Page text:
Mark Bahnisch
Mark Bahnisch
2021 years ago

Maybe I should have left Hendo off the list, Andrew.

Please note that I’m also talking about pollies – ie Abbott’s grandstanding on abortion. And pundits might like to come up with some positive policy suggestions for (for instance) dealing with sexual harrassment (rather than just condemning femo-nazis) or the future of public broadcasting (rather than just bagging the ABC).

David Tiley
2021 years ago

I love the idea of marionettes making Yobbo’s life a misery. Every day, struggling to get his morning coffee (oops, a latte) through the forest of papier mache Big Business Dragons, Bunyips of Reaction, stick insect Uncle Sam’s, terrorised artificial trees, and tricked up walking logos chanting about Indonesian children. Finally to be run over by a squadron of feminazi Prams Against the State.

Scott Wickstein
2021 years ago

I think ‘blank’ has hit the nail on the head, here.

Mark Bahnisch
Mark Bahnisch
2021 years ago

Geoff, “talk about your ludicrously overblown critique” is part of Chris’ point. On my reading, he’s trying to parody the “ludicrously overblown critique” characteristic of the Devine Miss M, Janet Albrechtsen, etc.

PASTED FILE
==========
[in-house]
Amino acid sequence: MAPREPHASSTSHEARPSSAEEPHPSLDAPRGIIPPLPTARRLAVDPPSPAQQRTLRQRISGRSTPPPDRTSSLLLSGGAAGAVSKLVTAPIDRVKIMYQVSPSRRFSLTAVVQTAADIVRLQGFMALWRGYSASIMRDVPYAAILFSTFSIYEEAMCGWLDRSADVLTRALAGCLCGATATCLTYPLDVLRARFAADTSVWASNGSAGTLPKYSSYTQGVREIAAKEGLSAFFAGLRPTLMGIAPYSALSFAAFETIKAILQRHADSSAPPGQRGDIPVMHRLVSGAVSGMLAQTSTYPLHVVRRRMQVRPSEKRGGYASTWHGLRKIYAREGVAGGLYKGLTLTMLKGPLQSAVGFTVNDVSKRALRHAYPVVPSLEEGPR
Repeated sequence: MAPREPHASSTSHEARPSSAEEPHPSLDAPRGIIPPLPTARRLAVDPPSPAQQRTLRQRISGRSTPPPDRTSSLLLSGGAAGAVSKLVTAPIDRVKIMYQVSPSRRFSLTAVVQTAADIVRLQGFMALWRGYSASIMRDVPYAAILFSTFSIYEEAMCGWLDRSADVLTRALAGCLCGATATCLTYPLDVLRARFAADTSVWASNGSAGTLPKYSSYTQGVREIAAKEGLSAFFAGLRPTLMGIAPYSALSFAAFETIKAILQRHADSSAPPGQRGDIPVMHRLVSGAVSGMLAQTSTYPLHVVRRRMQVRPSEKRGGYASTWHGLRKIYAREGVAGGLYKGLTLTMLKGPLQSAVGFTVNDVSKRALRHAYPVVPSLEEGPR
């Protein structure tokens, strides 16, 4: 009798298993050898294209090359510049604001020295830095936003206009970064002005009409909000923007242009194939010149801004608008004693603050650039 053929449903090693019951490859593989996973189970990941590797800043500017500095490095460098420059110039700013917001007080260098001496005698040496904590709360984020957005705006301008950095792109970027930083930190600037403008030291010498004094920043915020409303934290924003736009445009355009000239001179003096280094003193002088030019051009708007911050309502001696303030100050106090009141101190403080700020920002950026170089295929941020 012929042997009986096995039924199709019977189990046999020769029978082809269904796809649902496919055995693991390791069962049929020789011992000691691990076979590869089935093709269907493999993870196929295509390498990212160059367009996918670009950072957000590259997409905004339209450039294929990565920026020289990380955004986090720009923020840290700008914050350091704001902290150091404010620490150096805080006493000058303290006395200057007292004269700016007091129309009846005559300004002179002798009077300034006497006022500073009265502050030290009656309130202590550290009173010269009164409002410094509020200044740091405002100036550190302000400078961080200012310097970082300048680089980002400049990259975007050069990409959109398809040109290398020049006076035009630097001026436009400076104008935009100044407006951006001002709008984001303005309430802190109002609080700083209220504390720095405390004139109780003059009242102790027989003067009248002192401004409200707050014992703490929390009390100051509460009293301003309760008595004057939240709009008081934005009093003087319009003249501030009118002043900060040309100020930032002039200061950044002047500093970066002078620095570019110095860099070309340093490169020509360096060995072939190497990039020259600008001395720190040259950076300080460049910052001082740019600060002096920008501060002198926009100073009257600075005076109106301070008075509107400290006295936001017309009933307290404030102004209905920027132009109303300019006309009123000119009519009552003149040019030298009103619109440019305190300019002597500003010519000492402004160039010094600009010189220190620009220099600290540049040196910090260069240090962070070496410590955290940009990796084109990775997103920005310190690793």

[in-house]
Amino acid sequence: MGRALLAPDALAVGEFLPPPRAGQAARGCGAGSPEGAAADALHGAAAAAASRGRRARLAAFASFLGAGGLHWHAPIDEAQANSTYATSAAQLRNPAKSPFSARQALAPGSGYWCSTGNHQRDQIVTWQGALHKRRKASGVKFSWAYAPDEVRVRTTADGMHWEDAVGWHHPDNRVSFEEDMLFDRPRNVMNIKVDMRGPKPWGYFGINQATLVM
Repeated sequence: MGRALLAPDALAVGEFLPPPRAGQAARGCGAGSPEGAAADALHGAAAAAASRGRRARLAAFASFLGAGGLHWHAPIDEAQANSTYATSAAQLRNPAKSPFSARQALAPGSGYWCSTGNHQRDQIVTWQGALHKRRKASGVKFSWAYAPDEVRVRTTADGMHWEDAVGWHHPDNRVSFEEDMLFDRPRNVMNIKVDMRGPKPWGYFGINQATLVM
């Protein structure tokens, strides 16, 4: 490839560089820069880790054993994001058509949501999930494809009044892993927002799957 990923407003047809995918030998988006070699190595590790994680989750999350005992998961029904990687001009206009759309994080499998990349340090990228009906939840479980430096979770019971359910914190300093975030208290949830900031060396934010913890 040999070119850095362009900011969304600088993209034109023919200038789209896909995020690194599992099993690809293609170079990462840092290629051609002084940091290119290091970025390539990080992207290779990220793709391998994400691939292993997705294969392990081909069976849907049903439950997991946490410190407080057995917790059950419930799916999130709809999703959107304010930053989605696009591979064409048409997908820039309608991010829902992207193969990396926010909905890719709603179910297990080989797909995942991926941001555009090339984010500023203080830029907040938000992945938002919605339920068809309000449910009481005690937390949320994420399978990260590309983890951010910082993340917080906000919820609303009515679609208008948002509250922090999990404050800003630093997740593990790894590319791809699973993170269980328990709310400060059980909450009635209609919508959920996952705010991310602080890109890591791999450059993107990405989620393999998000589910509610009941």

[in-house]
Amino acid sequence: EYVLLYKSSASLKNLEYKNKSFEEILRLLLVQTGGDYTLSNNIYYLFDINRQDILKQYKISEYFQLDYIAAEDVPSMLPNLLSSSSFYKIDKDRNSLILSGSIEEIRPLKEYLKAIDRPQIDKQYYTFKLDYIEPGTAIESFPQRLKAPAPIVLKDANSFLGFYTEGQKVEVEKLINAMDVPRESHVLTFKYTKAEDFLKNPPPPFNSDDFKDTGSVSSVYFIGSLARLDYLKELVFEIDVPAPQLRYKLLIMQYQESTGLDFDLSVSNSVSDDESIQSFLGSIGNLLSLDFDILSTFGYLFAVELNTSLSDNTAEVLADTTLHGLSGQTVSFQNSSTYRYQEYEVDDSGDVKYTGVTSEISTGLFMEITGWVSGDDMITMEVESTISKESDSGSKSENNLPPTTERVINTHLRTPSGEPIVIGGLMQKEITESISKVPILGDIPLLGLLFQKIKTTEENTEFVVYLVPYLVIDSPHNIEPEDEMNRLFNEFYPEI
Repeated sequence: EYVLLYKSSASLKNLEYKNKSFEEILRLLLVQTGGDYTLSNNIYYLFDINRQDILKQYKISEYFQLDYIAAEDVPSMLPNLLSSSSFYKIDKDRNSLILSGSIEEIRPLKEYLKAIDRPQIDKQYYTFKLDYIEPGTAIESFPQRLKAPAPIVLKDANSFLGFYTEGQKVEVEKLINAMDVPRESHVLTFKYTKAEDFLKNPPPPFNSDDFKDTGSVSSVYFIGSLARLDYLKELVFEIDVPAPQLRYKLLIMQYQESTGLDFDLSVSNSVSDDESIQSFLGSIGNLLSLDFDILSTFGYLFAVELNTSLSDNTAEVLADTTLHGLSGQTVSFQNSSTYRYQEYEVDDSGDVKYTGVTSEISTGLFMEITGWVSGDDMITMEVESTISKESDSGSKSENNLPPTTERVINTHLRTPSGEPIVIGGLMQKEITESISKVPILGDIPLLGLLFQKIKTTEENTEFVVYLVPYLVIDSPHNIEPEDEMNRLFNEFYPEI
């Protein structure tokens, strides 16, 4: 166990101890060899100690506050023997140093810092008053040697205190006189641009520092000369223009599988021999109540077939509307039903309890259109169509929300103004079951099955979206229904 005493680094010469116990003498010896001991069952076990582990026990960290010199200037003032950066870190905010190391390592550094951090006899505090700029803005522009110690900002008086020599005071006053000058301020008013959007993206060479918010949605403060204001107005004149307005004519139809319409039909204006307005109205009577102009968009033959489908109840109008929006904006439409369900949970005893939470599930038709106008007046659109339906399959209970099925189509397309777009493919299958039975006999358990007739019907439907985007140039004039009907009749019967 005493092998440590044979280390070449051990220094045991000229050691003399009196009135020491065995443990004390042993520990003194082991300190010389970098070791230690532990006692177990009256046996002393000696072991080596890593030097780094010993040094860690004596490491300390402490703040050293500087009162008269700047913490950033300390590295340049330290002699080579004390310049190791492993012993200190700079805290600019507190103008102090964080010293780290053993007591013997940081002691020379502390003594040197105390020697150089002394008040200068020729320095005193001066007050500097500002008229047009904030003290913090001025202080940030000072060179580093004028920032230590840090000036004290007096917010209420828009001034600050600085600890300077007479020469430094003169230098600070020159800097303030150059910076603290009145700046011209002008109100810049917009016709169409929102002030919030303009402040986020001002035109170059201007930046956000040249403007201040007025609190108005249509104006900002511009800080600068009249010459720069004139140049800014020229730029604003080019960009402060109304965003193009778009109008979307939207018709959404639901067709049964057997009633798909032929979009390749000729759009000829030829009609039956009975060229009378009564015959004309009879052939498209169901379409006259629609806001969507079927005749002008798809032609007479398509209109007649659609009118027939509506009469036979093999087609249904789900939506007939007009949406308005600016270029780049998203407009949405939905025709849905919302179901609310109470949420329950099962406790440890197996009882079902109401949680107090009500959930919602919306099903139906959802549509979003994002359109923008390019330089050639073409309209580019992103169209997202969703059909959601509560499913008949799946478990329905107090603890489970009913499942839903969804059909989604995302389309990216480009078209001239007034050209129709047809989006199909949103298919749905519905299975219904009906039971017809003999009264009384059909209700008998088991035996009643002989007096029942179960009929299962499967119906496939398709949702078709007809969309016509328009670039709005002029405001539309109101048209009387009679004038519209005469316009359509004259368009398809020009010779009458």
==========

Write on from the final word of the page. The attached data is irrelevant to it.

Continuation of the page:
cs
cs
2021 years ago

Geoff, I can’t get sucked into another afternoon of comment in the sphere, but I think Nowra’s piece stands as a superb example of conspicuous indignation. ‘Conspicuous indignation’ has been perfected by the American right, but is also pervasive here, and is generally characterised by the level of moral outrage being pitched in inverse proportion to a recognition of the causes of the source of said indignation – getting indignant over hopeless or lost causes is the ideal foil. Anti-abortion is the sine qua non of the performance art of conspicuous indignation, having achieved an absolute inverse to its level of outrage, i.e. nothing. In this case, as I said in my first comment about Nowra on the earlier post, Che t-shirts are no more than another example of the long-entrenched long-recognised (yawn!) corporate commercialisation of dissent, a driving force which which Nowra has ignored. To get beyond being bagged for merely indulging in politically correct performance art surely requires some attention to the real world that produces the source of offence. Tom Frank wrote his book on the corporate Conquest of Cool about 10 years ago. Here’s an extract: